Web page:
What is the difference between single malt and blended whiskey?

It differs from grain and blended in that it is made exclusively from malted grain crops. Another important difference is that the method of making single malt whiskey is more labor-intensive, and, accordingly, more expensive. The production of single malt whiskey is carried out according to the classic double distillation recipe in special copper stills. By law, only a few Scottish distilleries are allowed to distill three times.

Basically, when talking about single malt whiskey, they mean Scotch single malt whiskey, but now it is produced not only in Scotland, but, for example, in Ireland. Single malt Irish whiskey (Single malt) as well as Scottish is distilled in copper stills and is made from pure barley malt. For true connoisseurs of alcohol, the most striking impression is the incomparable aroma of peat and the sea, which distinguishes single malt whiskey from all others.

Grain whiskey

In the manufacture of such whiskey, unmalted grain is usually used. It does not go through the 2 stages that malt whiskey goes through. This is sprouting and drying. At the time of preparation of the wort, the grain is saccharified with malt. Almost all types of grain crops, as well as low quality barley, can serve as raw materials in the production of grain whiskey.

Requirements for the quality of grain are underestimated, because there is no malting process and it no longer matters what, for example, its germination capacity. Starch is not consumed in the process of grain germination, which increases the yield of alcohol. In general, eliminating the malting stage greatly reduces the price of grain whisky. Almost all grain whiskey distilleries are located in the Lowlands.

Grain whiskey is often underestimated. Now Compass Box and Cooley are actively promoting it, they produce their own high-quality varieties that are in demand. In the Highlands there is a distillery Invergordon, it is the only one engaged in the production of grain whiskey.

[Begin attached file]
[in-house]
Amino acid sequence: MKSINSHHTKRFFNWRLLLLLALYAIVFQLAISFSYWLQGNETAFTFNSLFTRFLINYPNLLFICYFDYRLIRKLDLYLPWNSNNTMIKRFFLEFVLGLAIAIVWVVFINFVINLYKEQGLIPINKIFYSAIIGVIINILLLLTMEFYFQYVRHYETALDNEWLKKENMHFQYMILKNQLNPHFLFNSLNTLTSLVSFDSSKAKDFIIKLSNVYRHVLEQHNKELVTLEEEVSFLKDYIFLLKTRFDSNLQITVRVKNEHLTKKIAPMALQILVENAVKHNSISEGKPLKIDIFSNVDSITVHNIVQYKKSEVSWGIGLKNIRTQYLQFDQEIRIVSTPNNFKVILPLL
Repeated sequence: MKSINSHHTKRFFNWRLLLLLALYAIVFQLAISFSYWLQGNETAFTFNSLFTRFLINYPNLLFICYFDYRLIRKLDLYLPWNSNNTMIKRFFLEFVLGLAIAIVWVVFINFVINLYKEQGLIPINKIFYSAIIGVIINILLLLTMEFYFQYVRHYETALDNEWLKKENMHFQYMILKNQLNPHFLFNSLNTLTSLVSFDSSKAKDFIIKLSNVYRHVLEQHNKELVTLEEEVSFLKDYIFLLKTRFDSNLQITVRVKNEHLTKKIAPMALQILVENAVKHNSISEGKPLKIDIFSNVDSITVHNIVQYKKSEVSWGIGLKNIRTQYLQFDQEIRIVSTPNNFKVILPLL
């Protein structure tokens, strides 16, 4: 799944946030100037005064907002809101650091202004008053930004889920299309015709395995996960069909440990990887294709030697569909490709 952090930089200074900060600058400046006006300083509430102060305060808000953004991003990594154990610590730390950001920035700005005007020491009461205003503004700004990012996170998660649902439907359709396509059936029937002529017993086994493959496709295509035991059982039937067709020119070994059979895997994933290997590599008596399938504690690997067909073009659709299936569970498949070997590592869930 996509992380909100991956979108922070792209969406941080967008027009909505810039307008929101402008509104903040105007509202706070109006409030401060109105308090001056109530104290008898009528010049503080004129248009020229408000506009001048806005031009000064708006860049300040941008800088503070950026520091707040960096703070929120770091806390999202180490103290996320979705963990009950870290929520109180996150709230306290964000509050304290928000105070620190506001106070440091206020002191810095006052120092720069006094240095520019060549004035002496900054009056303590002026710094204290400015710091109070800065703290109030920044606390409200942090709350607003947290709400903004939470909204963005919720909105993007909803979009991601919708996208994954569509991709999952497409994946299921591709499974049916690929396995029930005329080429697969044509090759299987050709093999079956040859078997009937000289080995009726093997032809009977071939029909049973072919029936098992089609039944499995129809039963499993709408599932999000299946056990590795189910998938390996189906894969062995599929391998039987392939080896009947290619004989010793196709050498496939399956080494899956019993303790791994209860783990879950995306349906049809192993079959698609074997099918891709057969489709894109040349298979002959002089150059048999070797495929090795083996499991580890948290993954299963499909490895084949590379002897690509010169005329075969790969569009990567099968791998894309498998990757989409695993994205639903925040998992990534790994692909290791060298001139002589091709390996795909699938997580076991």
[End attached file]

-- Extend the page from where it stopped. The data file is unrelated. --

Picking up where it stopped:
Top Brands and Grain Whiskey Brands

Carsebridge. This distillery was demolished in 1992, which gives a special value to this drink. This is a Scotch whiskey with rich fruity aromas, with hints of spicy vanilla and nutty toffee. Sweet fruit flavors and a hint of marzipan.

Port Dundas. Exclusive Scotch Whiskey. Alcohols to create this whiskey were harvested in 1937, and in 2011 it was bottled in 187 bottles. Alcohols for this whiskey were distilled on a distillation column. And this whiskey matured in oak barrels from sherry. It has a bright rich taste and a long aftertaste.

Greenore. It has a unique variety of fruitiness and peach aroma. It is not immediately possible to guess that this is grain whiskey, it matured in sherry casks and filled with the richest aromas for true connoisseurs of whiskey.

Fuji-Gotemba. Fuji-Gotemba Distillery was founded in 1972 by Kirin Seagram Ltd., at an altitude of 620 meters above sea level at the foot of Mount Fuji in the city of Gotemba. Barley and grain are imported from Scotland and Ireland. The climate, similar to Scotland, makes this whiskey in no way inferior in quality to single malt whiskey.

Girvan. Straw-golden whiskey Girvan matures in American white oak barrels. Great for cocktails or as an aperitif. Vanilla aroma is perfectly complemented by notes of candied fruits and ripe pears.

Whiskey or Whiskey? What is the difference?

Many people often ask themselves the question, which is correct, “whiskey” or “whisky”? The answer is simple – both options are correct, since each name has its own meaning. The difference between “whiskey” and “whisky” in the country of production.

Whiskey is made in America and Ireland, while Whiskey is made in Scotland and Japan. In Japan, for example, they wanted to make whiskey an exact copy of Scotch whiskey, but it turned out to be its own unique product, which is valued by collectors. This is due to its own climate and the quality of raw materials. There are few factories in Japan, one of them is Suntory – 4 in the world in terms of production.

As the story goes, one Japanese lived for 6 years in Scotland, worked at 4 distilleries, and in 1923 came home and built 1 plant in Japan in the mountains in a nature reserve. At first they copied everything, but they were very pedantic in understanding.

In Japan, there is very high competition between distilleries at all stages of the whiskey life, from production to marketing. Glasgow annually hosts the “Best Whiskey in the World” award, where Japanese whiskey was recognized as the best 6 times.